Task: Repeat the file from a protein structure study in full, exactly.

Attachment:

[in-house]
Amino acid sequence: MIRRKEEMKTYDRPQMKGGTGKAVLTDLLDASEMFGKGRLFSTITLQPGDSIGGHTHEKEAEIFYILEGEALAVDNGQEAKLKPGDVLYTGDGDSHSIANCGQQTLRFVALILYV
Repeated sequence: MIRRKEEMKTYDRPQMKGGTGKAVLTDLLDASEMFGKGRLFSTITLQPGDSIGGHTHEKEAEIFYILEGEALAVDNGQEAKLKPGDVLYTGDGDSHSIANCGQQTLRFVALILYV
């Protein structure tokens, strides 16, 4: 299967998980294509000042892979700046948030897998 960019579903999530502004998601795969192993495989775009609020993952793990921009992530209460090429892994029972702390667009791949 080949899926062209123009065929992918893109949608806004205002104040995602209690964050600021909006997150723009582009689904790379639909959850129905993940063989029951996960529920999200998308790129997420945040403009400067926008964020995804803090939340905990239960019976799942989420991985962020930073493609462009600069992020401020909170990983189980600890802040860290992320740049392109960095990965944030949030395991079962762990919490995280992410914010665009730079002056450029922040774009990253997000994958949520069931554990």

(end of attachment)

[in-house]
Amino acid sequence: MIRRKEEMKTYDRPQMKGGTGKAVLTDLLDASEMFGKGRLFSTITLQPGDSIGGHTHEKEAEIFYILEGEALAVDNGQEAKLKPGDVLYTGDGDSHSIANCGQQTLRFVALILYV
Repeated sequence: MIRRKEEMKTYDRPQMKGGTGKAVLTDLLDASEMFGKGRLFSTITLQPGDSIGGHTHEKEAEIFYILEGEALAVDNGQEAKLKPGDVLYTGDGDSHSIANCGQQTLRFVALILYV
């Protein structure tokens, strides 16, 4: 299967998980294509000042892979700046948030897998 960019579903999530502004998601795969192993495989775009609020993952793990921009992530209460090429892994029972702390667009791949 080949899926062209123009065929992918893109949608806004205002104040995602209690964050600021909006997150723009582009689904790379639909959850129905993940063989029951996960529920999200998308790129997420945040403009400067926008964020995804803090939340905990239960019976799942989420991985962020930073493609462009600069992020401020909170990983189980600890802040860290992320740049392109960095990965944030949030395991079962762990919490995280992410914010665009730079002056450029922040774009990253997000994958949520069931554990």